"Lactation is not pregnancy, childbirth, or a related medical condition," held a Texas federal judge recently in denying the Title VII claim of a woman who alleged that she was fired for seeking to pump breast milk while on the job. We suggested in our February 9, 2012 blog that in our opinion this decision was headed for the dustbin of history.

As if to echo this opinion, the EEOC just conducted a meeting yesterday to follow up on its issuance of a 2009 guidance entitled “Employer Best Practices for Workers with Caregiving Responsibilities.”  At yesterday’s meeting, experts noted that notwithstanding the Pregnancy Discrimination Act and the FMLA, the number of pregnancy discrimination charges has spiked in recent years. One panelist argued that the EEOC should provide further guidance as to the rights of pregnant women and women who had given birth, to the end that employers be directed as to their duty to accommodate women “who require adjustments to work rules as a result of pregnancy or childbirth.”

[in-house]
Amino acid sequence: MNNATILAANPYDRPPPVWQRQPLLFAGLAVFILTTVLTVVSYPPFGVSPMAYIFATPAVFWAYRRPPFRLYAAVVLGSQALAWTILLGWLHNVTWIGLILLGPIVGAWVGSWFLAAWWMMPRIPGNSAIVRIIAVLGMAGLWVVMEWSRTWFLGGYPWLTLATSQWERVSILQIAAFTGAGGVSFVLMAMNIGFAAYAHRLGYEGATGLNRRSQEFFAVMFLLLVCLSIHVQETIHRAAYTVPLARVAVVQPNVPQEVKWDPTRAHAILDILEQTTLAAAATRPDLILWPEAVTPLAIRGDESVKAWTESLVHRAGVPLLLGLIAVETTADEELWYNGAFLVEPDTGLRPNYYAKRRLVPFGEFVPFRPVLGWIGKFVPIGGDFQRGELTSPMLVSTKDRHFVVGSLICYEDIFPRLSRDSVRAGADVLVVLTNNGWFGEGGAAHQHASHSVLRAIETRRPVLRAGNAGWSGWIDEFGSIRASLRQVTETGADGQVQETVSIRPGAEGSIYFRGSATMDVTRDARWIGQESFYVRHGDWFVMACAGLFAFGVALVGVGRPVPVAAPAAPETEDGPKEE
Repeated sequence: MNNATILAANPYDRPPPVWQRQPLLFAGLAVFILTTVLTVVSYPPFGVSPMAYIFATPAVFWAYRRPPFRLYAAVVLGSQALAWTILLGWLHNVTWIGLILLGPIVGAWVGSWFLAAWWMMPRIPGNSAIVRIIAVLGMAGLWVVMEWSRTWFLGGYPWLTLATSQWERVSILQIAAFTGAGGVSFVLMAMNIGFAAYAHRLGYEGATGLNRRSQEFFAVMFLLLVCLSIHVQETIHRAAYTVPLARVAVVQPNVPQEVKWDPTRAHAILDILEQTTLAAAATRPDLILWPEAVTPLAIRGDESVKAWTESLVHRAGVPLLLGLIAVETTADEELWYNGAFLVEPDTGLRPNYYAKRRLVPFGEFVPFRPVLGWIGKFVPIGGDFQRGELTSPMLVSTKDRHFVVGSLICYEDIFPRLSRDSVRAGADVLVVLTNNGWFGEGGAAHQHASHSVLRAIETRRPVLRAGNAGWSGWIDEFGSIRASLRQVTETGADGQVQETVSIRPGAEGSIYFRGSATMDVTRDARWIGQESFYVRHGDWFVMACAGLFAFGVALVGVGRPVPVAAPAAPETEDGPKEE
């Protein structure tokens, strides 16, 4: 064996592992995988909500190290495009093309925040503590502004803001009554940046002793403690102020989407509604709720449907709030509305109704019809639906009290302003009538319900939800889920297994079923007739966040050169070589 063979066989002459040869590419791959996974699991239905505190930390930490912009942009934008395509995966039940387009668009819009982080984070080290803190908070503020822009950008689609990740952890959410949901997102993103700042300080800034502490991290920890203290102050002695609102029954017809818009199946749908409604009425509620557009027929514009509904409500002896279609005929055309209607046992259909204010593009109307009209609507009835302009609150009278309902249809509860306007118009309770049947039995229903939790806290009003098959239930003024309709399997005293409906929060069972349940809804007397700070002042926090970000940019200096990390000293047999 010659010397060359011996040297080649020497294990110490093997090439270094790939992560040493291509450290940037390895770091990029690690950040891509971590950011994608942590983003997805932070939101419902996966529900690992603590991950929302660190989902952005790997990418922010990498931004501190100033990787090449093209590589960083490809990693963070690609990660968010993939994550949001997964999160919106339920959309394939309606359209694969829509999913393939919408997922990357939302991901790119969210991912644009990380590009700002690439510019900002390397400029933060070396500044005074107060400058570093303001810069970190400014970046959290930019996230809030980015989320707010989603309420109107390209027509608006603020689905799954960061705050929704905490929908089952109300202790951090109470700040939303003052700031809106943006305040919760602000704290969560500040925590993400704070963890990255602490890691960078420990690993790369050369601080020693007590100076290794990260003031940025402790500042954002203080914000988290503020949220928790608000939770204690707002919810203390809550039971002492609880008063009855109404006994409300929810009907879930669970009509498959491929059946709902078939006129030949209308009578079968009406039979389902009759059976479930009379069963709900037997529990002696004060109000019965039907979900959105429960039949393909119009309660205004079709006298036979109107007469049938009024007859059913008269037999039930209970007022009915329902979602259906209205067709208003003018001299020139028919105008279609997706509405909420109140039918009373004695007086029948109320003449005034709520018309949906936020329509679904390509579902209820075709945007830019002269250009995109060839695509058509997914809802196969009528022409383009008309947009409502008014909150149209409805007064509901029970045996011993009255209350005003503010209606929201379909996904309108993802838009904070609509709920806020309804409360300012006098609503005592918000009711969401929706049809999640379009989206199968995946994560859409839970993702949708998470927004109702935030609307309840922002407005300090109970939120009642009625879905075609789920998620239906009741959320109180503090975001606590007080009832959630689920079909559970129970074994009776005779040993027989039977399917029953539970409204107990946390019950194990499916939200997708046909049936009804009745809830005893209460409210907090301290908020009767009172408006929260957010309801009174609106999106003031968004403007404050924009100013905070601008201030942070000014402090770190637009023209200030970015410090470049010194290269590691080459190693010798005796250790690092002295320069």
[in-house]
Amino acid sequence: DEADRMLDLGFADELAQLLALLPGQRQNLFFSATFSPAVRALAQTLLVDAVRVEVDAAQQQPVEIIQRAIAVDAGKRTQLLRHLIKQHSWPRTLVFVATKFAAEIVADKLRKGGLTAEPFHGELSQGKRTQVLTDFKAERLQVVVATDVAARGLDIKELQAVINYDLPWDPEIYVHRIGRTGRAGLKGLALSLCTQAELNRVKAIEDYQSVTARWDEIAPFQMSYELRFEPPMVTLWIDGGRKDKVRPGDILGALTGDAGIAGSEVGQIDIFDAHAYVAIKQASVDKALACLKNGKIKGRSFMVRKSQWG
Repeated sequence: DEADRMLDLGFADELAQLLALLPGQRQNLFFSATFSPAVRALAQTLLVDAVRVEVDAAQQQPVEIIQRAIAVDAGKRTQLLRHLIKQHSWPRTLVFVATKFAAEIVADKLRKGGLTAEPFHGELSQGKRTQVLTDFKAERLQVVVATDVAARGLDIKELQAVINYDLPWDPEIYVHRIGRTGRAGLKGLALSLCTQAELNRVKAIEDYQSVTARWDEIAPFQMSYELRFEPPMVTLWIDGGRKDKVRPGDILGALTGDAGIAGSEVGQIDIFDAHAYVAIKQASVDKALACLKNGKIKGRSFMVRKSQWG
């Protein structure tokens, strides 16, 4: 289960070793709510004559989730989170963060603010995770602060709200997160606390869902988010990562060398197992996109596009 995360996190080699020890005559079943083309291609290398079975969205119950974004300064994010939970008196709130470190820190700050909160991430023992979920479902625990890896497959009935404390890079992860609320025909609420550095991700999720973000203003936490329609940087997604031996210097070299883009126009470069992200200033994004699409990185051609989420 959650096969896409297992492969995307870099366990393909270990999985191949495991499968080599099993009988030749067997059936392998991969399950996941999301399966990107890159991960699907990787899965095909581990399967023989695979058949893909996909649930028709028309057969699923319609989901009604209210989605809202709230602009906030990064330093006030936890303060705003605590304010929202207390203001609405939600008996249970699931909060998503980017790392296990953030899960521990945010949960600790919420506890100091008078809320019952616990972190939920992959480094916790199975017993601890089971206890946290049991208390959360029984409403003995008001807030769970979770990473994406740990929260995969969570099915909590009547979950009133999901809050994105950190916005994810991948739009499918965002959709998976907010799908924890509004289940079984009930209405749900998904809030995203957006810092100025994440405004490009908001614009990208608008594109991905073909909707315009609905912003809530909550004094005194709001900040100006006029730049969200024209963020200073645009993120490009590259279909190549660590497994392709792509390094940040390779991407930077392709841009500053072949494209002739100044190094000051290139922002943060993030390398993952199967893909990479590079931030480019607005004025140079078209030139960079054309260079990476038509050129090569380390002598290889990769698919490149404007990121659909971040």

It would appear that it is only a matter of time until this occurs, and employers should anticipate this by including such reasonable accommodations in their practices and policies.